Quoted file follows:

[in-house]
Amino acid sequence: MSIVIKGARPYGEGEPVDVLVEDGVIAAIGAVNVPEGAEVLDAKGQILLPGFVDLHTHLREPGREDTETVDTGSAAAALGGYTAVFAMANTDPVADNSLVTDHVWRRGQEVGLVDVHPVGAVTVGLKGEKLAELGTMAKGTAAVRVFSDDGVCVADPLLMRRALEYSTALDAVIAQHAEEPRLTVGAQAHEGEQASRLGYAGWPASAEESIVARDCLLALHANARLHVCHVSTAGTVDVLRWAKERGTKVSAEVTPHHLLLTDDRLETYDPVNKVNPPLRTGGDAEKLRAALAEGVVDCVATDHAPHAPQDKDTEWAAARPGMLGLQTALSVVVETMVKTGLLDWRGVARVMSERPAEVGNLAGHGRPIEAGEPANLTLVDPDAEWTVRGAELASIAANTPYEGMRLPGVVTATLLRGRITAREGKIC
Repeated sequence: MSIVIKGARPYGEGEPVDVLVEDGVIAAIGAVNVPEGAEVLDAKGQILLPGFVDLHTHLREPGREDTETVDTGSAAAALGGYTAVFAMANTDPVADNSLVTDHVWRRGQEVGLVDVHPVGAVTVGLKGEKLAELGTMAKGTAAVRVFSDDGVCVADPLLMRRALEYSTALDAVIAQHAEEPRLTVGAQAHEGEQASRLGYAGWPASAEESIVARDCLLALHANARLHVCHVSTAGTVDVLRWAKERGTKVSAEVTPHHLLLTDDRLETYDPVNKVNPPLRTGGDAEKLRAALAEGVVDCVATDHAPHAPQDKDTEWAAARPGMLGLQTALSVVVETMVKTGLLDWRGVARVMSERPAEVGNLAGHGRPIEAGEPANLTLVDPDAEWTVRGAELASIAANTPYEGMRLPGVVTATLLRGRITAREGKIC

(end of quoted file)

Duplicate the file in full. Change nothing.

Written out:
[in-house]
Amino acid sequence: MSIVIKGARPYGEGEPVDVLVEDGVIAAIGAVNVPEGAEVLDAKGQILLPGFVDLHTHLREPGREDTETVDTGSAAAALGGYTAVFAMANTDPVADNSLVTDHVWRRGQEVGLVDVHPVGAVTVGLKGEKLAELGTMAKGTAAVRVFSDDGVCVADPLLMRRALEYSTALDAVIAQHAEEPRLTVGAQAHEGEQASRLGYAGWPASAEESIVARDCLLALHANARLHVCHVSTAGTVDVLRWAKERGTKVSAEVTPHHLLLTDDRLETYDPVNKVNPPLRTGGDAEKLRAALAEGVVDCVATDHAPHAPQDKDTEWAAARPGMLGLQTALSVVVETMVKTGLLDWRGVARVMSERPAEVGNLAGHGRPIEAGEPANLTLVDPDAEWTVRGAELASIAANTPYEGMRLPGVVTATLLRGRITAREGKIC
Repeated sequence: MSIVIKGARPYGEGEPVDVLVEDGVIAAIGAVNVPEGAEVLDAKGQILLPGFVDLHTHLREPGREDTETVDTGSAAAALGGYTAVFAMANTDPVADNSLVTDHVWRRGQEVGLVDVHPVGAVTVGLKGEKLAELGTMAKGTAAVRVFSDDGVCVADPLLMRRALEYSTALDAVIAQHAEEPRLTVGAQAHEGEQASRLGYAGWPASAEESIVARDCLLALHANARLHVCHVSTAGTVDVLRWAKERGTKVSAEVTPHHLLLTDDRLETYDPVNKVNPPLRTGGDAEKLRAALAEGVVDCVATDHAPHAPQDKDTEWAAARPGMLGLQTALSVVVETMVKTGLLDWRGVARVMSERPAEVGNLAGHGRPIEAGEPANLTLVDPDAEWTVRGAELASIAANTPYEGMRLPGVVTATLLRGRITAREGKIC